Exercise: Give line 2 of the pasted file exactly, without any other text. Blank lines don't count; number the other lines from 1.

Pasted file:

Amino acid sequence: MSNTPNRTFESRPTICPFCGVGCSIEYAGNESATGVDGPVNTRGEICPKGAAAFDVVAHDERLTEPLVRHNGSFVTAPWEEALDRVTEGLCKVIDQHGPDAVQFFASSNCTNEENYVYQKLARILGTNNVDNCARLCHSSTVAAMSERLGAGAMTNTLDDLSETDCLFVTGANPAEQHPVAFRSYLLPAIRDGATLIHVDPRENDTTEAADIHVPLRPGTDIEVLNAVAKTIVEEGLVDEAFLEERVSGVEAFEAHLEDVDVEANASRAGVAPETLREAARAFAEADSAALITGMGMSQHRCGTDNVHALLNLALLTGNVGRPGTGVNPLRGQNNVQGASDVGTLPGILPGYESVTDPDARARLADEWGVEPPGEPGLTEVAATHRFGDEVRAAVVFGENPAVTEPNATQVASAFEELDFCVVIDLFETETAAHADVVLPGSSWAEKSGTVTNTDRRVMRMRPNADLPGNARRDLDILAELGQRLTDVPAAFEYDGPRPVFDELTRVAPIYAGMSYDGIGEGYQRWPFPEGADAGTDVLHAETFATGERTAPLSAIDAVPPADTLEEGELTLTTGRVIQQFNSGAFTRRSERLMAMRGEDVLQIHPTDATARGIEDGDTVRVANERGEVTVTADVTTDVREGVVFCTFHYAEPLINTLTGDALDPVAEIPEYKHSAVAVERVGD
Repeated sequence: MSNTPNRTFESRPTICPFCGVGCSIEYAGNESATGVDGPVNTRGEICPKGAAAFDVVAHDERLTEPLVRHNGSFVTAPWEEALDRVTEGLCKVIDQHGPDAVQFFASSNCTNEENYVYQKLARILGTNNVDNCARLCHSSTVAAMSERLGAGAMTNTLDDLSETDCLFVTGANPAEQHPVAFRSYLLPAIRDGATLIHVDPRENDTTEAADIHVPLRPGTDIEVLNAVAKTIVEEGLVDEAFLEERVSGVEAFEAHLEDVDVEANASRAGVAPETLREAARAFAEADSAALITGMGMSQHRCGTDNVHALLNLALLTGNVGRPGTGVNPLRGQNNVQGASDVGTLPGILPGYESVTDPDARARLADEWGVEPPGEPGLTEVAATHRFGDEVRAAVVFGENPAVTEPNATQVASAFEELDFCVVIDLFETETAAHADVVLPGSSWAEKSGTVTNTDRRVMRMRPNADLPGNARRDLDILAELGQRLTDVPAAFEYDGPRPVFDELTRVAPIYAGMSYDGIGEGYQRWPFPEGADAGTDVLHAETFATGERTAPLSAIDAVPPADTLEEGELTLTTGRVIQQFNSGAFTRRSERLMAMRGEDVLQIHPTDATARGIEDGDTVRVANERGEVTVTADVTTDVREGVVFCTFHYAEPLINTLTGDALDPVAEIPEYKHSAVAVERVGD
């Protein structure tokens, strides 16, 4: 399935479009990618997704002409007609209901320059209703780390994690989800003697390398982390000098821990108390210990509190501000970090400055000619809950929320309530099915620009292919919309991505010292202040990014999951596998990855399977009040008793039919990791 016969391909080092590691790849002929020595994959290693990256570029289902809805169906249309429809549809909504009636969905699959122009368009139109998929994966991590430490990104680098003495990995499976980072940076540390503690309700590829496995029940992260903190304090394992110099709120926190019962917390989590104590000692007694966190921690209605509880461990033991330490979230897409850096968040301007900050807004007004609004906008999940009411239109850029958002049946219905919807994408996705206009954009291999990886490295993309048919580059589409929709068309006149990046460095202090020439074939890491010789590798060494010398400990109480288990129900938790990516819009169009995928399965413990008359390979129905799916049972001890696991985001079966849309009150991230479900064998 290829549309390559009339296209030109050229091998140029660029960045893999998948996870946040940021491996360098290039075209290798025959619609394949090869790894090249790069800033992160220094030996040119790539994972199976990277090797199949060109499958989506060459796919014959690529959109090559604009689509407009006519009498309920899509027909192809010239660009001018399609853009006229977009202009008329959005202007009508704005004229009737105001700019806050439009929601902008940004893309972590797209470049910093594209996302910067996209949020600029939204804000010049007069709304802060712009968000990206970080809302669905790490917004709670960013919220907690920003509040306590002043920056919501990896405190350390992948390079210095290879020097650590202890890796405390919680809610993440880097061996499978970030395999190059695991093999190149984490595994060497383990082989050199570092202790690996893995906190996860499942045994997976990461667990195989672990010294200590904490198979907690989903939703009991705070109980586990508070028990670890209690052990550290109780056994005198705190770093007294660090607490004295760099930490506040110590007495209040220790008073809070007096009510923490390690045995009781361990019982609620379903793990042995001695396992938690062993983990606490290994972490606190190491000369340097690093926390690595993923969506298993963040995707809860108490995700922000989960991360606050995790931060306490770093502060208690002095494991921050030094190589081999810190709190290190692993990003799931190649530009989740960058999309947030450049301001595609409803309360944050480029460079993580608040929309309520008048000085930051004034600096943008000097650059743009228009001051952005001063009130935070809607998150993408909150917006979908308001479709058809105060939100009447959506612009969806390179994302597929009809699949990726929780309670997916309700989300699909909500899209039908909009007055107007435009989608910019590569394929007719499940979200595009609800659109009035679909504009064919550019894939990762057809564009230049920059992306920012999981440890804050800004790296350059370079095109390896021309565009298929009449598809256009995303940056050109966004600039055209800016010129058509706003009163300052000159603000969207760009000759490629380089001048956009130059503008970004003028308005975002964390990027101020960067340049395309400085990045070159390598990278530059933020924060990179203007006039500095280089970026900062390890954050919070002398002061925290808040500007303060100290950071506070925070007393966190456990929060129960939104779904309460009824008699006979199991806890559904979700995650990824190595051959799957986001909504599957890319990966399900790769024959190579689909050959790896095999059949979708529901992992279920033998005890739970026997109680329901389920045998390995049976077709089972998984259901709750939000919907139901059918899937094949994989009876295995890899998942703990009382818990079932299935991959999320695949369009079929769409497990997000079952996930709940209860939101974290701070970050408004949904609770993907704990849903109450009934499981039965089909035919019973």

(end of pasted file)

Repeated sequence: MSNTPNRTFESRPTICPFCGVGCSIEYAGNESATGVDGPVNTRGEICPKGAAAFDVVAHDERLTEPLVRHNGSFVTAPWEEALDRVTEGLCKVIDQHGPDAVQFFASSNCTNEENYVYQKLARILGTNNVDNCARLCHSSTVAAMSERLGAGAMTNTLDDLSETDCLFVTGANPAEQHPVAFRSYLLPAIRDGATLIHVDPRENDTTEAADIHVPLRPGTDIEVLNAVAKTIVEEGLVDEAFLEERVSGVEAFEAHLEDVDVEANASRAGVAPETLREAARAFAEADSAALITGMGMSQHRCGTDNVHALLNLALLTGNVGRPGTGVNPLRGQNNVQGASDVGTLPGILPGYESVTDPDARARLADEWGVEPPGEPGLTEVAATHRFGDEVRAAVVFGENPAVTEPNATQVASAFEELDFCVVIDLFETETAAHADVVLPGSSWAEKSGTVTNTDRRVMRMRPNADLPGNARRDLDILAELGQRLTDVPAAFEYDGPRPVFDELTRVAPIYAGMSYDGIGEGYQRWPFPEGADAGTDVLHAETFATGERTAPLSAIDAVPPADTLEEGELTLTTGRVIQQFNSGAFTRRSERLMAMRGEDVLQIHPTDATARGIEDGDTVRVANERGEVTVTADVTTDVREGVVFCTFHYAEPLINTLTGDALDPVAEIPEYKHSAVAVERVGD